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Elderly Crossing Guard and Korean War Veteran Has Guns Seized After School Shooting Comment

Reuters/Jim Urquhart

Greg Price Contributor

An 84-year-old retired police officer and Korean War veteran, who was working as a school crossing guard, had his legally-owned guns confiscated by the police, all because of an alleged misunderstanding.

The Tisbury Police Department relieved Stephen Nichols, a resident of Tisbury, Massachusetts, from his duties as a crossing guard and confiscated his legally-owned guns because of complaints from a waitress at a local diner.

Nichols was having a conversation with a friend in a local diner called Linda Jean’s on September 18, according to the Martha’s Vinyard Times. He was criticizing the Tisbury school resource officer for making trips to get coffee while children were arriving in the morning. Nichols reportedly told his friend that someone could “shoot up the school” in the officer’s absence.

A waitress at the diner apparently overheard parts of that conversation and and made a complaint to the Tisbury police two days later. Based on the waitress’s complaint, Police Chief Mark Saloio and another officer relieved Nichols of his crossing guard duties in the midst of performing them, drove to his house, and seized his guns and firearms license. The confiscated guns were then turned over to Nichols’ son-in-law.(RELATED: Your Favorite Republican Politicians Are Being Pressured Into Supporting Red Flag Laws For Stricter Gun Control)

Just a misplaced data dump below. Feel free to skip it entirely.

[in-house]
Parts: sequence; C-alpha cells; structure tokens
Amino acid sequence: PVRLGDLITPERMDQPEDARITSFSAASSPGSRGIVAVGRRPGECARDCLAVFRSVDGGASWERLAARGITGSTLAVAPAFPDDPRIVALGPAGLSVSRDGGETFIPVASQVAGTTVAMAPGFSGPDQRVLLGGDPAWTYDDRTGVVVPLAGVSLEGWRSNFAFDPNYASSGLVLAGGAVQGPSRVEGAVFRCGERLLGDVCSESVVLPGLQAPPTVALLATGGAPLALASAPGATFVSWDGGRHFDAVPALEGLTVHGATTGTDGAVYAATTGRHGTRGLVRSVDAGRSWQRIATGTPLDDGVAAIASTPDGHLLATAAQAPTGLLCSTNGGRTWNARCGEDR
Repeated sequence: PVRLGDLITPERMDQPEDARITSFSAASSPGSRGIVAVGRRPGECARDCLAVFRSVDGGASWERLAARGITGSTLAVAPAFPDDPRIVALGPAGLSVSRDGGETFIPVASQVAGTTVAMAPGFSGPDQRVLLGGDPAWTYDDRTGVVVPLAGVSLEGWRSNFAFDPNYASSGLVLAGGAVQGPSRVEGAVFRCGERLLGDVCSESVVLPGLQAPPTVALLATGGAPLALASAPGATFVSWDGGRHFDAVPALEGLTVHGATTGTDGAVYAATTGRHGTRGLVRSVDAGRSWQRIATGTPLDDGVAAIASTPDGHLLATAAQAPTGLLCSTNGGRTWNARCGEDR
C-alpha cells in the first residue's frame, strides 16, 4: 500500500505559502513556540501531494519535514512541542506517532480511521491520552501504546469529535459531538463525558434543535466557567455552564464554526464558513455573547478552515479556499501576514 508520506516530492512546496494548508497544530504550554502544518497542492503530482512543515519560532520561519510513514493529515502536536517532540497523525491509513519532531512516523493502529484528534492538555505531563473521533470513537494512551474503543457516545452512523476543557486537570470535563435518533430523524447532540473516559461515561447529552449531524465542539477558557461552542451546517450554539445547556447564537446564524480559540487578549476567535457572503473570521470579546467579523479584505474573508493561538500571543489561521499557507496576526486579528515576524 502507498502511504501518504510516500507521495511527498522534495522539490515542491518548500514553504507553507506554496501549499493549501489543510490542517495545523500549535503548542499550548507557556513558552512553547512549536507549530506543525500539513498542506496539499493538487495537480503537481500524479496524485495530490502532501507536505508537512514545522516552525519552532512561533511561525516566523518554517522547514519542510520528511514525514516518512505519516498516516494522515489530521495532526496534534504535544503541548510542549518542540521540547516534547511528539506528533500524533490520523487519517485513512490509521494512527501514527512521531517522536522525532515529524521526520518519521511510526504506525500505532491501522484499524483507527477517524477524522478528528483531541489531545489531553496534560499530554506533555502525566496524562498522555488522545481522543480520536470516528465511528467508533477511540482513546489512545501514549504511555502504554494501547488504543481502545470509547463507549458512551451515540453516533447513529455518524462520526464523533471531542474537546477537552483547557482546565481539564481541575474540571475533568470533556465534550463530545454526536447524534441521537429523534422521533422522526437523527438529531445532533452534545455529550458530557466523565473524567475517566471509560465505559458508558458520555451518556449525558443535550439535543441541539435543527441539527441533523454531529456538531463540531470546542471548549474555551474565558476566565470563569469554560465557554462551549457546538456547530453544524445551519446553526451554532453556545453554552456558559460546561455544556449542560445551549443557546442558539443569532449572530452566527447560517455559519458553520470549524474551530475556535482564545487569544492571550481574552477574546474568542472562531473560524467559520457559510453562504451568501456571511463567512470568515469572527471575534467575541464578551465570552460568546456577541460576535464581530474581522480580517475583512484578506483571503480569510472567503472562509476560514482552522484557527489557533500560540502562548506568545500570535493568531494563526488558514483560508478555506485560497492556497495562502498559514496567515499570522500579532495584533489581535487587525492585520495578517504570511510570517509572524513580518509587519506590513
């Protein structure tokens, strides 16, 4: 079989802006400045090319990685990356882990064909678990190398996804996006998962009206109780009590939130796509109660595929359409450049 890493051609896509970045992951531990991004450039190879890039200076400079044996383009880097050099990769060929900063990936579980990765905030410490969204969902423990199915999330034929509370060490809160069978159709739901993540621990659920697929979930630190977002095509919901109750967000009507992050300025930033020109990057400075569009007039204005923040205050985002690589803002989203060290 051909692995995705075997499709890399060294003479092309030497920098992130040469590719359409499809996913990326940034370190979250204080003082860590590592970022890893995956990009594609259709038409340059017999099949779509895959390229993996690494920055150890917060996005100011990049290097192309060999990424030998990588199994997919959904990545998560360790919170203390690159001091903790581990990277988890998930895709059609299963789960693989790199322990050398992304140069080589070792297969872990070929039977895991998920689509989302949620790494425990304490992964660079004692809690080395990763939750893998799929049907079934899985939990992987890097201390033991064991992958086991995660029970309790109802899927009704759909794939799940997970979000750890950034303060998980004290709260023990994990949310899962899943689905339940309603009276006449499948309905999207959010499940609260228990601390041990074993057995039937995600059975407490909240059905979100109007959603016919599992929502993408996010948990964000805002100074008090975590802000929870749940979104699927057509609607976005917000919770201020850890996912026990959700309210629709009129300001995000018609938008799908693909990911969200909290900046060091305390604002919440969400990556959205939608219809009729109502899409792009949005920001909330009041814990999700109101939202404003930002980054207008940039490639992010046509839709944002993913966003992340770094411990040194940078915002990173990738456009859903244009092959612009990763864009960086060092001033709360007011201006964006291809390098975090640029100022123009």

“He came up and told me what I said was a felony but he wasn’t going to charge me,” Nichols said of Saloio. Additionally, Nichols claimed that he never received any paperwork or receipts for the confiscation of his gun license or his firearms.

When asked by the Martha’s Vinyard Times to comment, Saloio said “there’s nothing that I can legally discuss about the matter. Period.” The police department has also refused to release the police report from the investigation citing the “personnel” exemption of the public records law.

Tisbury School Principal John Custer said he was familiar with Nichols as a crossing guard, but when asked if he knew of Nichols’ situation, Custer responded by saying crossing guards are “hired, trained and scheduled, entirely by the police department.”

Nichols has no criminal record, had never been accused of threatening a school, and never had a firearms violation.

Due to an outcry from the community, Nichols was reinstated to his twice-daily post at the crosswalk on October 15, according to the Martha’s Vinyard Times.

Following the 2018 shooting at Marjory Stoneman Douglas High School in Parkland Florida, several states began passing Extreme Risk Protection Orders, commonly known as Red Flag Laws. Depending on the state, the laws allow family members and law enforcement to petition a state court judge to issue an order that confiscates the guns of an individual who they believe poses a threat to the safety of others or themselves. (RELATED: Graham Announces Gun Confiscation ‘Red Flag’ Legislation Backed By Trump)

The proposals have begun to receive bipartisan support, but have been criticized by gun rights groups for the potential of confiscation without due process.

At this point, seventeen states and the District of Columbia have passed such laws.